It seems to me… that despite the logical, moral rigor music may appear to display, it belongs to a world of spirits, for whose absolute reliability in matters of human reason and dignity I would not exactly want to put my hand in the fire. That I am nevertheless devoted to it with all my heart is one of those contradictions which, whether a cause for joy or regret, are inseparable from human nature.
From Doctor Faustus by Thomas Mann
In these difficult times, when so much has been subtracted from our daily lives, music can be of enormous comfort. Though concert going will have to wait, there is so much we can listen to and explore with all the extra time suddenly available.
Browsing the Internet, I became acquainted with the work of Iván Fischer, the Hungarian conductor, composer, and musical educator. A present-day Lenny Bernstein. Some of you may have heard him when he was Principal Conductor at the National Symphony Orchestra in Washington DC or in his many appearances as a guest conductor in New York. To me, he stands out, among the many masterful conductors (both men and women) of our times, for his infectious passion, popularizing skills and political courage. While his passion is apparent from the podium, his uncommon skill in speaking plainly yet profoundly about music, and his bold, humanistic political stances transpire most clearly in interviews and public statements such as these:
Mr. Fischer was born in Budapest into a Jewish musical family, which includes his brother, the conductor Adam Fischer. He first studied piano, violin, cello, and composition at Conservatory in Budapest and only later focused on conducting after studying in Vienna.
His international conducting career took off after he won Florence Conducting Competition in 1974 and soon brought him among other honors to direct the Royal Philharmonic in London and to conduct at the Zürich Opera. From there, he went on to engagements with major orchestras in Europe and around the world. After guest-conducting the London Symphony Orchestra, BBC Symphony, and the Israel Philharmonic Orchestra, Mr. Fischer made his US conducting debut in 1983 with the Los Angeles Philharmonic. That same year he returned to Hungary and created the Budapest Festival Orchestra (BFO), which initially was intended for a limited number of concerts a year. Mr.Fisher’s refreshingly bold and experimental direction of BFO was captured by Alex Ross for the New Yorker.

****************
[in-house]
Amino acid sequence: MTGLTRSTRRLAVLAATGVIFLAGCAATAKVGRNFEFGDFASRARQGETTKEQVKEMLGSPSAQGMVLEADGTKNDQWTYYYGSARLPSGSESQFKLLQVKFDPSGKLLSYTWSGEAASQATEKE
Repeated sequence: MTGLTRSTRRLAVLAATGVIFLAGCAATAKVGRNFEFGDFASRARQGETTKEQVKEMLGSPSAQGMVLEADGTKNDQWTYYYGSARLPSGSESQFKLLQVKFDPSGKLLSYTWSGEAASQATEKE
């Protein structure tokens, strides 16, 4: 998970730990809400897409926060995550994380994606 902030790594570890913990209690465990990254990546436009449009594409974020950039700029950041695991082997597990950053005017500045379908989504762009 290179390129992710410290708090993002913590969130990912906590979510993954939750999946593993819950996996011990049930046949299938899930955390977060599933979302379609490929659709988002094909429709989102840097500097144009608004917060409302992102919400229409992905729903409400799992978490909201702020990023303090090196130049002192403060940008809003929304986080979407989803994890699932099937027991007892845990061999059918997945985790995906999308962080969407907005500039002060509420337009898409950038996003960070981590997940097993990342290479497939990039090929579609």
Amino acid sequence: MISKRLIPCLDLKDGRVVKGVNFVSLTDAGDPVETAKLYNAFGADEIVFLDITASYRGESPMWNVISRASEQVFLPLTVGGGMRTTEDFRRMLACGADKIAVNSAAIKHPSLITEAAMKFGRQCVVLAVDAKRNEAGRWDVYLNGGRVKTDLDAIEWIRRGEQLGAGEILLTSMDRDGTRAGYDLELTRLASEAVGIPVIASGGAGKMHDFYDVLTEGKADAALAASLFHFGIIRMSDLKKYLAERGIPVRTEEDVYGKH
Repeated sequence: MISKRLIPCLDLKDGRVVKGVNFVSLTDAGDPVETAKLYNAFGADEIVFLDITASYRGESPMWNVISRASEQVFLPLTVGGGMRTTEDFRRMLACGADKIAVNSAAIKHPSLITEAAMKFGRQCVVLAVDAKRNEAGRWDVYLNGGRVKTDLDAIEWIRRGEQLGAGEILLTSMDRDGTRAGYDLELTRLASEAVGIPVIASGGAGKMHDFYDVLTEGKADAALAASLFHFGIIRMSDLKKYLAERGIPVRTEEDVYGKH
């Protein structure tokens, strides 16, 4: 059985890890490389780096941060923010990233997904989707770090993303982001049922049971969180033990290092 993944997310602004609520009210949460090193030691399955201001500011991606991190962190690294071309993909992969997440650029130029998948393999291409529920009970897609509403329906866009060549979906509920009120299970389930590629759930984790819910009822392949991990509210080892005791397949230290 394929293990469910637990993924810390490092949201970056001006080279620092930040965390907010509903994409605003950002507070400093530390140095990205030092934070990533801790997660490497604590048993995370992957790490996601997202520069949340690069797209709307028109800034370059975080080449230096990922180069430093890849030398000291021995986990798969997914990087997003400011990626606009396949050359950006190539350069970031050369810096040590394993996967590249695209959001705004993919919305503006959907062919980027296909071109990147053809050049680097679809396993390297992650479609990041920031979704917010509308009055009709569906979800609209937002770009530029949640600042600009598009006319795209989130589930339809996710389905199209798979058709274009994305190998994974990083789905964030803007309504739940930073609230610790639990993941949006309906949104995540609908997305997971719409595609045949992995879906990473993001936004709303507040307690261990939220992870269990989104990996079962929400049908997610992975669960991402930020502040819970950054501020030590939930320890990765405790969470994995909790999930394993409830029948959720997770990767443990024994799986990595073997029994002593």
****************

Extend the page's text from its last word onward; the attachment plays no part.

With the BFO, Mr. Fischer has incorporated unorthodox ideas into practice, including allowing individual orchestra musicians to contribute to concert programming, concert series where the program is not announced, long talks to the audience, and open-air concerts in Budapest attracting tens of thousands of people.
In the 1990’s as Viktor Orban’s Fidesz national conservative party began its ascent to power leading to Orban’s becoming Prime Minister in 1998, Ivan Fischer made increasingly bold statements against the resurgence of state sponsored anti-Semitism, anti-immigration legislation and the limitations to freedom of speech. His own 2013 opera The Red Heifer, is a satirical yet explicit indictment of Hungarian anti-Semitism.
In recent years, next to a stellar conducting career Mr. Fisher has emerged as an original composer with works usually written for intimate groups of human voices and instruments. A short selection must include his Spinoza-Vertalingen for Soprano and chamber ensemble, La Malinconia (Umberto Saba), and 29 Canzoni di Petrarca. His most frequently performed work is Eine Deutsch-Jiddische Kantate.
Mr. Fisher is married to the flutist Gabriella Pivon and divides his time between Budapest and Berlin, where he is the music director of the Konzerthaus.
The Maestro has a keen interest in Italian literature, has performed often in Italy, and in 2018, has founded the Vicenza Opera Festival.
Iván Fisher’s eloquent eyes, poignant words, and hand gestures that appear to sculpt the air materializing sound and emotion, reinforce the much needed faith in our capacity for empathy, deeper understanding and growth.